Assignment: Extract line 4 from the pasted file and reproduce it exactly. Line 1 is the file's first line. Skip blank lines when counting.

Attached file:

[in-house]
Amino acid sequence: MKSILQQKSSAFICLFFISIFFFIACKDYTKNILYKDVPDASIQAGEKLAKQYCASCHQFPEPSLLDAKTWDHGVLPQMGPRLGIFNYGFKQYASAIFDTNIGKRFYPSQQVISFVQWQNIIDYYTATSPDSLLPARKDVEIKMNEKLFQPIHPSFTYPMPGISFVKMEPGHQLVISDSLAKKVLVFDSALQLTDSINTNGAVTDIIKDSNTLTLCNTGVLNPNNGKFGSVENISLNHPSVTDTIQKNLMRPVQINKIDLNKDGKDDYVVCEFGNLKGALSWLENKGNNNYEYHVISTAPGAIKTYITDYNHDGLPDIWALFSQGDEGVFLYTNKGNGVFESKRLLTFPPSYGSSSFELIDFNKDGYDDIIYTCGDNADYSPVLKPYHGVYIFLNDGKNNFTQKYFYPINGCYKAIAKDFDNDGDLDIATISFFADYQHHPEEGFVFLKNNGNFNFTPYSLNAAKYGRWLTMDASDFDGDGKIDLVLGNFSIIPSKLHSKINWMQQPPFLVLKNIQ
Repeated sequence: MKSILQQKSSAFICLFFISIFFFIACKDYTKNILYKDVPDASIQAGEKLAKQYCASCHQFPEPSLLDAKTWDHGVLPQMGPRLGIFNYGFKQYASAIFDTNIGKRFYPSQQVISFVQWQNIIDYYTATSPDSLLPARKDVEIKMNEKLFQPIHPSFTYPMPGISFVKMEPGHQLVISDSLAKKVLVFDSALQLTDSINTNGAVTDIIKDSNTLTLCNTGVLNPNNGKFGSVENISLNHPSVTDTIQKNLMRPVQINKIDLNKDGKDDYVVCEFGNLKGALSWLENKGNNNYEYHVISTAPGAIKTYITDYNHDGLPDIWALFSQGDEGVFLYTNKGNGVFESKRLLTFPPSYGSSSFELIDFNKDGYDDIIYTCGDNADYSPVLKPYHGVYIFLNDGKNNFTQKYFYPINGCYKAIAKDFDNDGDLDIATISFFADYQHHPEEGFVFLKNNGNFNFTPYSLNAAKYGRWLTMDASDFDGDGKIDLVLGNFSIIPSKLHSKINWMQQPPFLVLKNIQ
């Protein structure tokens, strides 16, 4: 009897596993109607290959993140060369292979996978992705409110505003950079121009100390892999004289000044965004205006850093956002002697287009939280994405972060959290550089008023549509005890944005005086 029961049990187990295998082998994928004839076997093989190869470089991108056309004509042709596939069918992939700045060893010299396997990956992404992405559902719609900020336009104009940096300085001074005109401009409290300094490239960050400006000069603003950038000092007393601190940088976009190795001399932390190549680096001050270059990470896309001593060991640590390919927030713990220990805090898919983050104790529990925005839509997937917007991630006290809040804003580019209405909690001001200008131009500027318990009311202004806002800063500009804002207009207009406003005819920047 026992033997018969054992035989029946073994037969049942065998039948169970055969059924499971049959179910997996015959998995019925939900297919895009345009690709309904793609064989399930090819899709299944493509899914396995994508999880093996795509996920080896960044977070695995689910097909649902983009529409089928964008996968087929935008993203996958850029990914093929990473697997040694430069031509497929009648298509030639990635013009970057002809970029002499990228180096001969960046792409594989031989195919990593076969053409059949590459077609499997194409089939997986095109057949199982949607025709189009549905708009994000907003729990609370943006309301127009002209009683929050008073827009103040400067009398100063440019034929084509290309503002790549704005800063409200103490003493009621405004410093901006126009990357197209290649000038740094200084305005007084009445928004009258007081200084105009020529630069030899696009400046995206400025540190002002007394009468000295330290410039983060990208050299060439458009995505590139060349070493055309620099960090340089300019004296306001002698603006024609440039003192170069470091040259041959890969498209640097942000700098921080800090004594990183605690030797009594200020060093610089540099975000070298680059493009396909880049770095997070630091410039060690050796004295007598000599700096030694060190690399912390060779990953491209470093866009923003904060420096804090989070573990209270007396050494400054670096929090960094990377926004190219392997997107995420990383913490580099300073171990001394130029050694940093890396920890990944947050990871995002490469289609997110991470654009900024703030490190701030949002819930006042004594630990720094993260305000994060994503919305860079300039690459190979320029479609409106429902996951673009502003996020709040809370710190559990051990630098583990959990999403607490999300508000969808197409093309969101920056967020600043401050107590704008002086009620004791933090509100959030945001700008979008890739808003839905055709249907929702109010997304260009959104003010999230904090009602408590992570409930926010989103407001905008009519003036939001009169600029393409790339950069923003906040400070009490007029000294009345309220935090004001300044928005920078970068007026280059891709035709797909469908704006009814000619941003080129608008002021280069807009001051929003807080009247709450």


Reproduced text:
């Protein structure tokens, strides 16, 4: 009897596993109607290959993140060369292979996978992705409110505003950079121009100390892999004289000044965004205006850093956002002697287009939280994405972060959290550089008023549509005890944005005086 029961049990187990295998082998994928004839076997093989190869470089991108056309004509042709596939069918992939700045060893010299396997990956992404992405559902719609900020336009104009940096300085001074005109401009409290300094490239960050400006000069603003950038000092007393601190940088976009190795001399932390190549680096001050270059990470896309001593060991640590390919927030713990220990805090898919983050104790529990925005839509997937917007991630006290809040804003580019209405909690001001200008131009500027318990009311202004806002800063500009804002207009207009406003005819920047 026992033997018969054992035989029946073994037969049942065998039948169970055969059924499971049959179910997996015959998995019925939900297919895009345009690709309904793609064989399930090819899709299944493509899914396995994508999880093996795509996920080896960044977070695995689910097909649902983009529409089928964008996968087929935008993203996958850029990914093929990473697997040694430069031509497929009648298509030639990635013009970057002809970029002499990228180096001969960046792409594989031989195919990593076969053409059949590459077609499997194409089939997986095109057949199982949607025709189009549905708009994000907003729990609370943006309301127009002209009683929050008073827009103040400067009398100063440019034929084509290309503002790549704005800063409200103490003493009621405004410093901006126009990357197209290649000038740094200084305005007084009445928004009258007081200084105009020529630069030899696009400046995206400025540190002002007394009468000295330290410039983060990208050299060439458009995505590139060349070493055309620099960090340089300019004296306001002698603006024609440039003192170069470091040259041959890969498209640097942000700098921080800090004594990183605690030797009594200020060093610089540099975000070298680059493009396909880049770095997070630091410039060690050796004295007598000599700096030694060190690399912390060779990953491209470093866009923003904060420096804090989070573990209270007396050494400054670096929090960094990377926004190219392997997107995420990383913490580099300073171990001394130029050694940093890396920890990944947050990871995002490469289609997110991470654009900024703030490190701030949002819930006042004594630990720094993260305000994060994503919305860079300039690459190979320029479609409106429902996951673009502003996020709040809370710190559990051990630098583990959990999403607490999300508000969808197409093309969101920056967020600043401050107590704008002086009620004791933090509100959030945001700008979008890739808003839905055709249907929702109010997304260009959104003010999230904090009602408590992570409930926010989103407001905008009519003036939001009169600029393409790339950069923003906040400070009490007029000294009345309220935090004001300044928005920078970068007026280059891709035709797909469908704006009814000619941003080129608008002021280069807009001051929003807080009247709450």